Friday, July 20, 2012

Glass Jar Mania

I apologize for the high number of posts about canning.  This is the season for food preservation, as there is so much bounty being produced in the garden.  It is also the time of year that I actually have time to spend mucking about with a pressure canner and many, many glass jars.  All those jars, filled with beautiful colors and textures and delicious is a beautiful sight, lining my full-to-bursting pantry shelves.

In the spirit of All Things Canning, here's what I've been working on for the past couple of days (in between trips to check on chickens, pulling a few weeds here and there, and monitoring wood stove installation shenanigans):

Yesterday, I made beef stew with local beef and vegetables from the farmers market.  I followed the recipe in the Ball's Complete Book of Home Preserving, which is tucked toward the end of the Pressure Canning: Meat section.  I think it will be loads better than that tinned Dinty Moore crap you can find at the store.  Sometimes, a girl just gets a yen for comfort food, and beef stew is one of my favorites.  That, and homemade macaroni and cheese.

Mmmmm.  Mac and cheese...drool.

 I also canned dry beans for the first time ever.  It was so easy, I kept asking myself:  Why is it that I never did this before?  Stupid, stupid creature.  All those years, buying canned beans for the "convenience" factor.  Wasted!  Not to mention BPA-laden, blech.

It is terribly simple to can your own beans.  You do need a pressure canner, but really, think of it as an investment for generations.  I fully expect some great-nephew or niece to inherit my work horse.  Anyway, set up your canner, and get ready to fill it with hot pint jars.  In each pint jar, scoop out a half cup of dry beans of your choice, a half teaspoon of canning salt, and fill with boiling water leaving one inch headspace.  Top with a hot lid, tighten the band, and you are ready to go.  Follow the instruction manual's suggested method of pressurizing the pot to 10 pounds of pressure, and process for 90 minutes.  Once you allow the canner to cool down, you will wind up with something that looks like this:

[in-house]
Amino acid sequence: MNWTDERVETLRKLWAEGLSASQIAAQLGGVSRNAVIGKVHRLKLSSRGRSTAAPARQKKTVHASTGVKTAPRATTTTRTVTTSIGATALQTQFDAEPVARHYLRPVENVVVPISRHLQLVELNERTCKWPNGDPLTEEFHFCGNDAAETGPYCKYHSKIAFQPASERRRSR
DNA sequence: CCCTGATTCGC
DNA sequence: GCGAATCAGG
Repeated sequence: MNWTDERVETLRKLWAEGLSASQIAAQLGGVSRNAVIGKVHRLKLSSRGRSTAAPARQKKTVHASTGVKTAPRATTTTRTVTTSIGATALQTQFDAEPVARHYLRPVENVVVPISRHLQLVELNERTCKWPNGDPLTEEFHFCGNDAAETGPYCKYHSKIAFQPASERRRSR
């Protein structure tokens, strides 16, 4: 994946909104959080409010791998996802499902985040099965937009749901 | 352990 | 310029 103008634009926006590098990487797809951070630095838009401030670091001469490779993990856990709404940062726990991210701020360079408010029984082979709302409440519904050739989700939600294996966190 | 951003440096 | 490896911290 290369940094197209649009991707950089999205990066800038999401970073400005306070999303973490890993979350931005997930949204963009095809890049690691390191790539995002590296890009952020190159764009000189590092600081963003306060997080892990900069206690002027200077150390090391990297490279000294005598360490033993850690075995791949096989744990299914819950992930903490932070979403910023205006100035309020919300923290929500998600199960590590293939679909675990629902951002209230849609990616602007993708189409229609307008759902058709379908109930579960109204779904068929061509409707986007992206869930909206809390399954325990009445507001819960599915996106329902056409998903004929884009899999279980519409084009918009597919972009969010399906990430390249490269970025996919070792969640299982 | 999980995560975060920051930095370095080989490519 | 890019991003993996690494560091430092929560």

Home made canned beans!  I have plans to can up my homegrown dry beans like this.  I still have to shell the cranberry beans that I grew, but I have a pint of pea beans that I grew that just are crying out to be made useful.

On this morning's menu:  making a batch of Beef in Wine Sauce (also from the Ball book).   The kitchen smells deee-vine, I tell you.

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